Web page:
Hairy Vetch

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Hairy Vetch

Post by Banjo » Wed May 01, 2019 12:58 pm

I see a lot of recommendations for hairy vetch in a pasture mix along with other stuff such as annual ryegrass, rye etc.
But according to some articles I've read....it says it is toxic to cattle and horses.
So, now i'm confused... is it toxic or not. i have a little bit voluntered in my pastures and I haven't had any issues with it.

what say you all....



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Re: Hairy Vetch

Post by kentuckyguy » Wed May 01, 2019 1:50 pm

I’d like to hear about this also. We have lots of it this year and I was thinking I might plant some for it’s ability to build nitrogen.

Once I read about it not being palatable and poisonous to cattle I gave up on the idea. I would rather just plant clover if that’s the case.

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Re: Hairy Vetch

Post by HDRider » Wed May 01, 2019 1:51 pm

I am sure you found this.

Though commonly found in pastures, hairy vetch can cause a systemic granulomatous disease, occasionally in cattle and rarely in horses. The disease prevalence is greatest when the major component of the forage is hairy vetch or when the plant is reaching maturity in mid to late spring. The plant is less likely to cause a problem in hay or when ensiled.

In cattle, the ingestion of Vicia spp. has been associated with three apparently different clinical manifestations. One clinical form is characterized by acute neurological signs compatible with the cyanogenic glycosides contained in the seeds. In another form, the animals may present with subcutaneous swelling, ulcers of the oral mucous membranes, purulent nasal discharge, cough, alopecia, weakness, and loss of appetite. The third form of V. villosa (and, to a lesser extent, other Vicia species) poisoning, which is the best studied and documented of the three forms, consists of pruritic dermatitis with alopecia (not restricted to non-pigmented areas as seen with photo-sensitivity), diarrhea, weight loss, drop in milk yield, and sporadic abortions and red-tinged urine. The body temperature is usually normal. Lymphocytosis and hyperproteinemia are typical clinical pathologic alterations in affected animals. In horses, reported clinical signs include generalized dermatitis, with alopecia, crusting and scaling, blepharitis, conjunctivitis, corneal ulceration, lymphadenomegaly, depen-dent edema, diarrhea, and wasting, accompanied by lymphocytosis and hyperproteinemia.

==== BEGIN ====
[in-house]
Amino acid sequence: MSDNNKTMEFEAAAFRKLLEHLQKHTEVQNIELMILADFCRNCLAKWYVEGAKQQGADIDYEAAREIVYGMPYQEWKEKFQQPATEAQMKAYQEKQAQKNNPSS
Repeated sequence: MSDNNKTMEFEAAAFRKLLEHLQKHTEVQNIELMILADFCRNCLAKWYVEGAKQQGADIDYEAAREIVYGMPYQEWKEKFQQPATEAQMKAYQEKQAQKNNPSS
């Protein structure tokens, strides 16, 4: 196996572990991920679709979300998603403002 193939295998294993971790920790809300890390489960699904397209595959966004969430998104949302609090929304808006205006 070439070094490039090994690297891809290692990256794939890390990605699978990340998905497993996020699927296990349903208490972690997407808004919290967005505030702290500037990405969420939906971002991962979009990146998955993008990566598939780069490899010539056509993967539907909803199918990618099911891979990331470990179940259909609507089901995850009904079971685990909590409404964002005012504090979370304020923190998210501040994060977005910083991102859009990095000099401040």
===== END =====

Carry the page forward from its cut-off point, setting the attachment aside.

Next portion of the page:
On postmortem examination of affected animals, there are multifocal to coalescing, gray-yellow, soft to moderately firm nodules disrupting the normal architecture of several organs, including liver, kidneys, spleen, heart, lymph nodes, and adrenal gland. Microscopically, the lesions consist of perivascular granulomatous inflammatory infiltrate composed of epitheloid macrophages, lymphocytes, plasma cells, occasional multinucleated giant cells, and, often, eosinophils.

The pathogenic mechanism associated with hairy vetch toxicosis has not yet been determined. It has been proposed that the vetch lectins induce a type IV, or cell mediated, hypersensitivity reaction that would account for the inflammatory reaction seen in this condition. Another hypothesis is that the vetch lectins might directly activate T lymphocytes, thereby initiating the multisystemic granulomatous disease. The facts that the plant is frequently consumed by cattle without any apparent problem, that several unsuccessful attempts have been made to experimentally induce the disease in younger animals, and that it was reproduced only once in a cow that had recovered from the disease one year earlier are claimed as further evidence to the hypersensitivity theory. A genetic predisposition is also suggested because vetch-associated systemic granulomatous disease occurs mainly in Holstein and Angus cattle.

In cattle, vetch-associated disease is prevalent and more severe in cattle > 3 years old. Affected younger animals usually have mild disease, but can still be fatally affected. Sex predilection is not apparent. Outbreaks are most common during the season of maximal vetch growth, although sporadic cases are observed throughout the year. Cattle that develop the clinical disease usually have been grazing pasture that contained hairy vetch for at least 2 to 6 weeks, and sometimes clinical signs can become apparent only after the cattle have been removed from the hairy vetch pastures. The interval between the appearance of clinical signs and death ranges from 3 days to 5 weeks, but is usually between 10 and 20 days. Morbidity rates vary from 1-68% (but in most outbreaks is approximately 10%); lethality rates are usually high (50-100%; therefore, recovery of animals that develop severe disease is unlikely.